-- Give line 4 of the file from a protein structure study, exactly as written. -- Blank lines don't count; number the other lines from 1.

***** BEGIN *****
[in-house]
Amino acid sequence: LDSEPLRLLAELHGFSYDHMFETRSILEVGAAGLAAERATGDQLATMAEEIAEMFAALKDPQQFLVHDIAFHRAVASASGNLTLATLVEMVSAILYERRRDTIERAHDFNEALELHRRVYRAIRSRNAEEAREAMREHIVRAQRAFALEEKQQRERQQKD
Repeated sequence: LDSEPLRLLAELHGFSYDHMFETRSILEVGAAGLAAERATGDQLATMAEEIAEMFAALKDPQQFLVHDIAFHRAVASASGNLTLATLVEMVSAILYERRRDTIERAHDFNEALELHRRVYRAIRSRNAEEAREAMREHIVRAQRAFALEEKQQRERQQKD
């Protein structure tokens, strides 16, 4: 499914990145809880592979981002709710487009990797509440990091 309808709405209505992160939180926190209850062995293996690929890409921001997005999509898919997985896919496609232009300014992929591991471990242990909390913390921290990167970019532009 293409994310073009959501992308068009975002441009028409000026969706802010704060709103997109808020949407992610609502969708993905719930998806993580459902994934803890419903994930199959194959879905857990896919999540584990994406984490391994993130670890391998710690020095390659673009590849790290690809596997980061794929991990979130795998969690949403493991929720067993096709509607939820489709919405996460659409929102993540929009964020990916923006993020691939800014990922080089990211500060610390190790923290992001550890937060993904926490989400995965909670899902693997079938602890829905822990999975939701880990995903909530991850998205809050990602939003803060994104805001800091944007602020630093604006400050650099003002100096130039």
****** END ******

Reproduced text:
């Protein structure tokens, strides 16, 4: 499914990145809880592979981002709710487009990797509440990091 309808709405209505992160939180926190209850062995293996690929890409921001997005999509898919997985896919496609232009300014992929591991471990242990909390913390921290990167970019532009 293409994310073009959501992308068009975002441009028409000026969706802010704060709103997109808020949407992610609502969708993905719930998806993580459902994934803890419903994930199959194959879905857990896919999540584990994406984490391994993130670890391998710690020095390659673009590849790290690809596997980061794929991990979130795998969690949403493991929720067993096709509607939820489709919405996460659409929102993540929009964020990916923006993020691939800014990922080089990211500060610390190790923290992001550890937060993904926490989400995965909670899902693997079938602890829905822990999975939701880990995903909530991850998205809050990602939003803060994104805001800091944007602020630093604006400050650099003002100096130039």